This afternoon, the Iowa Supreme Court issued an order implementing the previously issued Centers for Disease Control (CDC) order temporarily halting certain nationwide residential nonpayment evictions when tenants invoke the protections of the CDC Order.
Signed today, the order provides procedures regarding the implementation of the CDC’s order, as well as an Evictions Declaration form with instructions.
Below are a few highlights from the order. Early next week, we will provide a detailed analysis and the implications for Iowa landlords.
Through December 31, 2020, if the court determines in a forcible entry and detainer (FED) action that a signed Evictions Declaration has been provided to the landlord or owner by the tenant(s), lessee(s), or resident(s) of a property covered by the CDC Order, and that the FED action is based on nonpayment of rent or failure to make a housing payment, the court shall continue the FED action to a date after December 31, 2020, or if necessary, dismiss it without prejudice. If the judgment has already been entered, enforcement of the judgment shall be stayed/paused through December 31, 2020.
All adults listed on the lease, rental agreement, or housing contract for the property must complete and sign an Evictions Declaration form.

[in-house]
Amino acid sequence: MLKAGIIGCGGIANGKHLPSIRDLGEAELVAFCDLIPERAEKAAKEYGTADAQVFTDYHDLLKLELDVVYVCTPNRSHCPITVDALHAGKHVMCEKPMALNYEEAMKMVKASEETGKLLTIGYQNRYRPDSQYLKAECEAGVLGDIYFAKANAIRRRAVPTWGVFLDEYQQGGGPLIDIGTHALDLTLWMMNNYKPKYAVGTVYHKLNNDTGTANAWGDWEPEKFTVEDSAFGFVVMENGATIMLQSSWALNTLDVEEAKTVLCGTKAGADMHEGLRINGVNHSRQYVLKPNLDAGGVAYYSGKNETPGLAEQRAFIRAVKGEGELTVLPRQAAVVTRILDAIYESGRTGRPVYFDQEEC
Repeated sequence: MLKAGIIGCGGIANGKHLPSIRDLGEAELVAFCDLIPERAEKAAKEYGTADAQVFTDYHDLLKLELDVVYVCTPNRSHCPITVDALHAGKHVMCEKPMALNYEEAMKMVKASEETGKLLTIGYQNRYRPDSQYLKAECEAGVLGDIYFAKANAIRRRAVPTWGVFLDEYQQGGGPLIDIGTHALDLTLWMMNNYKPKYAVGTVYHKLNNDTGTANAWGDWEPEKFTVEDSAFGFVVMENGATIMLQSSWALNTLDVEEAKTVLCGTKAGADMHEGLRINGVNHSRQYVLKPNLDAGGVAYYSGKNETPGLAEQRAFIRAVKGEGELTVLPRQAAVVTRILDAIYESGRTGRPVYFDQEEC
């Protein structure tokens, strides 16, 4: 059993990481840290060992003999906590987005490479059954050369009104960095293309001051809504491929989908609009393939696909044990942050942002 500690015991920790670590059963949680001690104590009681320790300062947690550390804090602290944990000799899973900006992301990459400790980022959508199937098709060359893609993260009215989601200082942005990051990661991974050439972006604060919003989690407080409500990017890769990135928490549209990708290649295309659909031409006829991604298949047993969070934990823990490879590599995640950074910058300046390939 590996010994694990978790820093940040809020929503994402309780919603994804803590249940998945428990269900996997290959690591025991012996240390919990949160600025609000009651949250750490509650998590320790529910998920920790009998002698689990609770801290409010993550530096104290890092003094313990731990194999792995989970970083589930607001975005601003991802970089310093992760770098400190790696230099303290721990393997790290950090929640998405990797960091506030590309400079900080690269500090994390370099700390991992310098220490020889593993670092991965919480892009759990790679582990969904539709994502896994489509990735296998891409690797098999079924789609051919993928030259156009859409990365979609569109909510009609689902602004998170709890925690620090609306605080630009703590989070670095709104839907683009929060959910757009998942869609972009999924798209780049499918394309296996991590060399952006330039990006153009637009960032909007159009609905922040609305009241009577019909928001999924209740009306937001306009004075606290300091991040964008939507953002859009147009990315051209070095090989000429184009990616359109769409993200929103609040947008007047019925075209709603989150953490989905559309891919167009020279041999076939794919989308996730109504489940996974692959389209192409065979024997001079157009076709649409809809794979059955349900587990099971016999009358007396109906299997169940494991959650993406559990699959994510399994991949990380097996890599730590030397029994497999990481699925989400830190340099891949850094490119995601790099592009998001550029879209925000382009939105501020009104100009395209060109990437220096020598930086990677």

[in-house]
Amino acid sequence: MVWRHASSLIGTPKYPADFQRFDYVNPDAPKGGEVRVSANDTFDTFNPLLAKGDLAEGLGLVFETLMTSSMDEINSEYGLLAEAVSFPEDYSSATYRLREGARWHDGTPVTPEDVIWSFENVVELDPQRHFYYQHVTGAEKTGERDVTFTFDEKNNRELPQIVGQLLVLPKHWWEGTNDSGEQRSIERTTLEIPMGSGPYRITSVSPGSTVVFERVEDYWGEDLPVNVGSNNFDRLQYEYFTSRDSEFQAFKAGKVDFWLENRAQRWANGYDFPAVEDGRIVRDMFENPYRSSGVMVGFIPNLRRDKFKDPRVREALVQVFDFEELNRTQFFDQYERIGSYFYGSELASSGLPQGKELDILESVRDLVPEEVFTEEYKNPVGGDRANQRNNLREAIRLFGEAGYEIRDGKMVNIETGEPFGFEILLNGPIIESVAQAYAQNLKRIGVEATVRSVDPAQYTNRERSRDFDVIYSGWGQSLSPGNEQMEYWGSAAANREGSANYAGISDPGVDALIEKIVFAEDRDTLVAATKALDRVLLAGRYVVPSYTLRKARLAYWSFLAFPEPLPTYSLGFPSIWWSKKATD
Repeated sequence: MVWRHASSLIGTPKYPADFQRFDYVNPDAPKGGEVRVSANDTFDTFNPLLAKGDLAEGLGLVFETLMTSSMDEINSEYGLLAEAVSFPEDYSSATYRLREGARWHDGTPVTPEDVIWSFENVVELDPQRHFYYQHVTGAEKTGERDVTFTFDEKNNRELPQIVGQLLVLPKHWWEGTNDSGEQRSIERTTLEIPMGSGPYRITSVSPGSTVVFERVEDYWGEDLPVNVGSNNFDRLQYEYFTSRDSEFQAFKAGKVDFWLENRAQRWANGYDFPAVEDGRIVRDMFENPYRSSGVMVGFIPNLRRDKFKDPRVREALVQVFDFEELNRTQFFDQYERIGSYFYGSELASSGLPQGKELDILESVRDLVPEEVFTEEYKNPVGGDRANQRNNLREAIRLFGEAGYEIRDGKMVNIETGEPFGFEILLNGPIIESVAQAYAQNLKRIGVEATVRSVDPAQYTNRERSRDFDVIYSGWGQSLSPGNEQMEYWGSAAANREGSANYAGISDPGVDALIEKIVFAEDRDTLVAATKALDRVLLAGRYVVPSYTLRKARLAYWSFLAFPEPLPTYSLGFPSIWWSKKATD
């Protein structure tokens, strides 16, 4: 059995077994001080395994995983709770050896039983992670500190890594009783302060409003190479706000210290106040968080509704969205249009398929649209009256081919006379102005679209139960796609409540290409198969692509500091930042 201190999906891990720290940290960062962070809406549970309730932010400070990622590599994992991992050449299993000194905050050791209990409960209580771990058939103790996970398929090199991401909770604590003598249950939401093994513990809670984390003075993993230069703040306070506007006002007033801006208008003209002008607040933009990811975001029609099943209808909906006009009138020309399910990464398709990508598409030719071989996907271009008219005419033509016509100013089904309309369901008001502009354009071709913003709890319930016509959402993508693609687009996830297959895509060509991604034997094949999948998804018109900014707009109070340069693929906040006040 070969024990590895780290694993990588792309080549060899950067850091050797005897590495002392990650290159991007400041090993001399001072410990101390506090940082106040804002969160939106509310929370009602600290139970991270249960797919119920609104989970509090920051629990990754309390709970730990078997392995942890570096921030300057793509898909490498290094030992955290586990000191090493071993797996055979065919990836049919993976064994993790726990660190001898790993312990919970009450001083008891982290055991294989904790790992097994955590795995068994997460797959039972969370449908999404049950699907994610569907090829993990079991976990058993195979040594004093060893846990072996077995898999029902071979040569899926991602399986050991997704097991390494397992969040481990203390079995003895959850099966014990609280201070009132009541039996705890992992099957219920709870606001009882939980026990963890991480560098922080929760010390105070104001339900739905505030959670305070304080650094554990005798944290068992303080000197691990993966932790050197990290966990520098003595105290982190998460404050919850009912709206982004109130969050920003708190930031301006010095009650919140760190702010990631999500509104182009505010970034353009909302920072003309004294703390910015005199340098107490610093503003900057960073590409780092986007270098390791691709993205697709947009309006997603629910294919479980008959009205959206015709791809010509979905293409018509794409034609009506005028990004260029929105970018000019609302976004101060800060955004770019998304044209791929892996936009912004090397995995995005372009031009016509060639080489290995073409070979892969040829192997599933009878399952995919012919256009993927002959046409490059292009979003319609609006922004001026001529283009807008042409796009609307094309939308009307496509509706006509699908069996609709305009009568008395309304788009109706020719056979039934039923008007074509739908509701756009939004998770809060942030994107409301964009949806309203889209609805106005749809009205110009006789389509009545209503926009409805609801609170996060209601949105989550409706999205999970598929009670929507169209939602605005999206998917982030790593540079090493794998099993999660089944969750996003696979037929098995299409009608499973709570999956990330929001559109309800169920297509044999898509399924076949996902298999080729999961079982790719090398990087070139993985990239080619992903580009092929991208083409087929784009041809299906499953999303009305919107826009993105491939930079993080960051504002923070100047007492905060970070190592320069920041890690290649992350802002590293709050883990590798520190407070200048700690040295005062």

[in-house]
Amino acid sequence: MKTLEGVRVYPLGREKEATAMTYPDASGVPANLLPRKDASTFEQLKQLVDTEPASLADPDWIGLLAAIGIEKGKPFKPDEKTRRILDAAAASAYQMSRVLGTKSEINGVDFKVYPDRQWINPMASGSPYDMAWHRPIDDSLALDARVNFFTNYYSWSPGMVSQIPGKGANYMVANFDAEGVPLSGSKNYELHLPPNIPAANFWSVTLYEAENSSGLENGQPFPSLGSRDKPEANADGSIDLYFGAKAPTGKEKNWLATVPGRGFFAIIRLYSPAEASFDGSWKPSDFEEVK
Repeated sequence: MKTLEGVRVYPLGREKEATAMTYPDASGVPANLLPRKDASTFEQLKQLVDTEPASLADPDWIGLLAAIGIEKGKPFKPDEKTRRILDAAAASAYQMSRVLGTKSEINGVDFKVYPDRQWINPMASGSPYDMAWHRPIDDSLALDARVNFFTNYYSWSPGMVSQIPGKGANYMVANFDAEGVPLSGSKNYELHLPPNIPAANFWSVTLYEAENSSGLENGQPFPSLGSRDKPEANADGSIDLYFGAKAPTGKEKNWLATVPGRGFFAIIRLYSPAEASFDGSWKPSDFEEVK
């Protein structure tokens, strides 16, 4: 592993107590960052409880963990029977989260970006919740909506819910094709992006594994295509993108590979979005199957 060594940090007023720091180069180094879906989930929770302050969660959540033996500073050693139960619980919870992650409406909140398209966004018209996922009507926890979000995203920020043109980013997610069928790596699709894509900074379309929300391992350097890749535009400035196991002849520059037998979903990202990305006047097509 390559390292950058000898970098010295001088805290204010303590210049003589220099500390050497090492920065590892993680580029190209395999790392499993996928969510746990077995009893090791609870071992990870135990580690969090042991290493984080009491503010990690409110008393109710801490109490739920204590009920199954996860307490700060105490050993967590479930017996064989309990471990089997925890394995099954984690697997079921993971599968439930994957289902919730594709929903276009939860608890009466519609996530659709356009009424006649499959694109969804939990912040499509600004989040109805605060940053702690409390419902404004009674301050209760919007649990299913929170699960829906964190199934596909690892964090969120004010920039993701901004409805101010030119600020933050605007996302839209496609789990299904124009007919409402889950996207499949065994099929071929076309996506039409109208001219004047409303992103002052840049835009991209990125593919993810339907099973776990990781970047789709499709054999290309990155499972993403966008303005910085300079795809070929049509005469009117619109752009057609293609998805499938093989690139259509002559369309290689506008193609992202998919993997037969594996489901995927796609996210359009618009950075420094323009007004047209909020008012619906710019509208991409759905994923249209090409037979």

This order does not prevent the eviction of a tenant, lessee, or resident for a reason other than the nonpayment of rent and does not prevent evictions where the lease was terminated for a reason other than the nonpayment of rent.
This order does not prevent someone from challenging the validity of the CDC order.
Further information on the CDC order is covered in previous blog posts:
Davis Brown Law Firm blogs, legal updates, and other content are for educational and informational purposes only. This is not legal advice and it does not create an attorney/client relationship between Davis Brown and readers. Each circumstance is different; readers should consult an attorney to understand how this content relates to their personal situation. You should not use Davis Brown blogs or content as a substitute for legal advice from a licensed attorney in your state. Reproduction of Davis Brown content without written consent is prohibited.